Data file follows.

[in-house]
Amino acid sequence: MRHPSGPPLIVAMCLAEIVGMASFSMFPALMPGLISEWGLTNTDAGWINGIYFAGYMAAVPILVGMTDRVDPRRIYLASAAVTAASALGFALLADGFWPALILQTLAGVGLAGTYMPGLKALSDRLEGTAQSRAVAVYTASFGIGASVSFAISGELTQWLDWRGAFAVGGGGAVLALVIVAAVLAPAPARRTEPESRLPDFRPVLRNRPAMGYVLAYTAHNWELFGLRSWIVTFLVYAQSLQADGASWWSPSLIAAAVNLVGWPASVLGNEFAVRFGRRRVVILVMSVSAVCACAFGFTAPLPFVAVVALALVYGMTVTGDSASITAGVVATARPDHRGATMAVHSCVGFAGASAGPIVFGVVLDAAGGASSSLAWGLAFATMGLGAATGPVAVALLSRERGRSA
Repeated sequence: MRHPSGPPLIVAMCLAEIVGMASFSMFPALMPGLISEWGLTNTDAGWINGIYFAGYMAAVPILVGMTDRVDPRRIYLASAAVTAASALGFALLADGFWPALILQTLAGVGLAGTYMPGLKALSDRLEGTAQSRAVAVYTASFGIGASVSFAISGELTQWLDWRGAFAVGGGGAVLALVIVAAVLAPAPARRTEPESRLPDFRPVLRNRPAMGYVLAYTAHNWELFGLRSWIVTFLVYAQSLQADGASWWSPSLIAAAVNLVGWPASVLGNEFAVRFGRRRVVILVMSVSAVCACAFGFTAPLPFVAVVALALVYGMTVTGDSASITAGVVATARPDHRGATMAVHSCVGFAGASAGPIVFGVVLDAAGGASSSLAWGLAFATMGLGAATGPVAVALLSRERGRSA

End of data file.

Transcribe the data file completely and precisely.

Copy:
[in-house]
Amino acid sequence: MRHPSGPPLIVAMCLAEIVGMASFSMFPALMPGLISEWGLTNTDAGWINGIYFAGYMAAVPILVGMTDRVDPRRIYLASAAVTAASALGFALLADGFWPALILQTLAGVGLAGTYMPGLKALSDRLEGTAQSRAVAVYTASFGIGASVSFAISGELTQWLDWRGAFAVGGGGAVLALVIVAAVLAPAPARRTEPESRLPDFRPVLRNRPAMGYVLAYTAHNWELFGLRSWIVTFLVYAQSLQADGASWWSPSLIAAAVNLVGWPASVLGNEFAVRFGRRRVVILVMSVSAVCACAFGFTAPLPFVAVVALALVYGMTVTGDSASITAGVVATARPDHRGATMAVHSCVGFAGASAGPIVFGVVLDAAGGASSSLAWGLAFATMGLGAATGPVAVALLSRERGRSA
Repeated sequence: MRHPSGPPLIVAMCLAEIVGMASFSMFPALMPGLISEWGLTNTDAGWINGIYFAGYMAAVPILVGMTDRVDPRRIYLASAAVTAASALGFALLADGFWPALILQTLAGVGLAGTYMPGLKALSDRLEGTAQSRAVAVYTASFGIGASVSFAISGELTQWLDWRGAFAVGGGGAVLALVIVAAVLAPAPARRTEPESRLPDFRPVLRNRPAMGYVLAYTAHNWELFGLRSWIVTFLVYAQSLQADGASWWSPSLIAAAVNLVGWPASVLGNEFAVRFGRRRVVILVMSVSAVCACAFGFTAPLPFVAVVALALVYGMTVTGDSASITAGVVATARPDHRGATMAVHSCVGFAGASAGPIVFGVVLDAAGGASSSLAWGLAFATMGLGAATGPVAVALLSRERGRSA